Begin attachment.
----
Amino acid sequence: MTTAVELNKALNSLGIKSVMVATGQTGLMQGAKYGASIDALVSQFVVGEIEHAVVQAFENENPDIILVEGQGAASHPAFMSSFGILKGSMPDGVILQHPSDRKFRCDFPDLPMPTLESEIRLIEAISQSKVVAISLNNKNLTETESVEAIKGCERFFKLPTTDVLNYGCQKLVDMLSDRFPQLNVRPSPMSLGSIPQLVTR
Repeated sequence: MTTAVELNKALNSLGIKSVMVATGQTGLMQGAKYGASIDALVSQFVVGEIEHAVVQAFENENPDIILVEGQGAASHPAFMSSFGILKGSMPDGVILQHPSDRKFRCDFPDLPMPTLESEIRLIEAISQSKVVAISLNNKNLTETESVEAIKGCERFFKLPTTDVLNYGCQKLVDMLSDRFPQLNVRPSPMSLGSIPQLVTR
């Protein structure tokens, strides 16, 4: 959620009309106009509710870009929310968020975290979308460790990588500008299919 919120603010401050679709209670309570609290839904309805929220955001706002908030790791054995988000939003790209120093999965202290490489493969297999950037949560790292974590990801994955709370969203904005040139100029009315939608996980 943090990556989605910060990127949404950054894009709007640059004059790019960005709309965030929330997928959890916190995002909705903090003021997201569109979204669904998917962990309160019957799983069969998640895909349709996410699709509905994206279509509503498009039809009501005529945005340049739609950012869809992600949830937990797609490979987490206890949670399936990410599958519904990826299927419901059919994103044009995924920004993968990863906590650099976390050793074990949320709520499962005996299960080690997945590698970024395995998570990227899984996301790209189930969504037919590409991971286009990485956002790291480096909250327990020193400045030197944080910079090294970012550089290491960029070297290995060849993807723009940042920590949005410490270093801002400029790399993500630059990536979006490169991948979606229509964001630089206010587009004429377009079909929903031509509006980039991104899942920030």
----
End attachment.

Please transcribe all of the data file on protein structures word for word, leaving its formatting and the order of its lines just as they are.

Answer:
Amino acid sequence: MTTAVELNKALNSLGIKSVMVATGQTGLMQGAKYGASIDALVSQFVVGEIEHAVVQAFENENPDIILVEGQGAASHPAFMSSFGILKGSMPDGVILQHPSDRKFRCDFPDLPMPTLESEIRLIEAISQSKVVAISLNNKNLTETESVEAIKGCERFFKLPTTDVLNYGCQKLVDMLSDRFPQLNVRPSPMSLGSIPQLVTR
Repeated sequence: MTTAVELNKALNSLGIKSVMVATGQTGLMQGAKYGASIDALVSQFVVGEIEHAVVQAFENENPDIILVEGQGAASHPAFMSSFGILKGSMPDGVILQHPSDRKFRCDFPDLPMPTLESEIRLIEAISQSKVVAISLNNKNLTETESVEAIKGCERFFKLPTTDVLNYGCQKLVDMLSDRFPQLNVRPSPMSLGSIPQLVTR
């Protein structure tokens, strides 16, 4: 959620009309106009509710870009929310968020975290979308460790990588500008299919 919120603010401050679709209670309570609290839904309805929220955001706002908030790791054995988000939003790209120093999965202290490489493969297999950037949560790292974590990801994955709370969203904005040139100029009315939608996980 943090990556989605910060990127949404950054894009709007640059004059790019960005709309965030929330997928959890916190995002909705903090003021997201569109979204669904998917962990309160019957799983069969998640895909349709996410699709509905994206279509509503498009039809009501005529945005340049739609950012869809992600949830937990797609490979987490206890949670399936990410599958519904990826299927419901059919994103044009995924920004993968990863906590650099976390050793074990949320709520499962005996299960080690997945590698970024395995998570990227899984996301790209189930969504037919590409991971286009990485956002790291480096909250327990020193400045030197944080910079090294970012550089290491960029070297290995060849993807723009940042920590949005410490270093801002400029790399993500630059990536979006490169991948979606229509964001630089206010587009004429377009079909929903031509509006980039991104899942920030």